If you're traveling to distant planets anytime soon, you might think twice about raising a ruckus: The inhabitants likely weigh an average of 650 pounds, a cosmologist says. Apparently it all comes down to planet size and the conservation of energy, CNET reports. "Throughout the animal kingdom, species which are physically larger invariably possess a lower population density, possibly due to their enhanced energy demands," says Fergus Simpson of the University of Barcelona. That's quite true on Earth, where we have seven billion (relatively big) people, and, the BBC noted last year, up to 100 trillion (tiny) ants. Which brings us to outer space, where, Simpson says, "most inhabited planets are likely to be closer in size to Mars than the Earth."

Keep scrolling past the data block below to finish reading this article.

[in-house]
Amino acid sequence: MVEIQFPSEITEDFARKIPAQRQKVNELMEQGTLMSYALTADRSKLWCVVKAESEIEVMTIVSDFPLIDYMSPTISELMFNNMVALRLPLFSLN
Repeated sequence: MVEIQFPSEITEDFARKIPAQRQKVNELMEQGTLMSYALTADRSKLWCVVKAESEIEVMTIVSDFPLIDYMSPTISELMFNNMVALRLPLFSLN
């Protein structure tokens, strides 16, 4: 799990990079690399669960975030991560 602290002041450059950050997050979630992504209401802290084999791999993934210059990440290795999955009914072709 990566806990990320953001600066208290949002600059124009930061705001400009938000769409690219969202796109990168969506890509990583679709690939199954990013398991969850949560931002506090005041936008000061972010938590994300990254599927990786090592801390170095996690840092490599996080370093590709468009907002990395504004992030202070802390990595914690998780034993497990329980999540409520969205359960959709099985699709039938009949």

And "since population density is widely observed to decline with increasing body mass, we conclude that most intelligent species are expected to exceed 300kg (660lbs)," he adds. A scientist in Scotland says Simpson's "average size calculation is reasonable," but doesn't account for gravitational pull—and planets with stronger gravity would probably have smaller animals, Newsweek reports. SETI Institute researcher Seth Shostak says Simpson's paper, published at arXiv.org, also leaves out evolutionary theory: With humans, for example, it's our ability to walk upright and use opposable thumbs that gave us the upper hand on Earth. "Polar bears are large but do not write great literature and build radio towers," he says, "and a lot of that is probably because they are walking around on all fours." (See which moon is the top contender for life outside Earth.)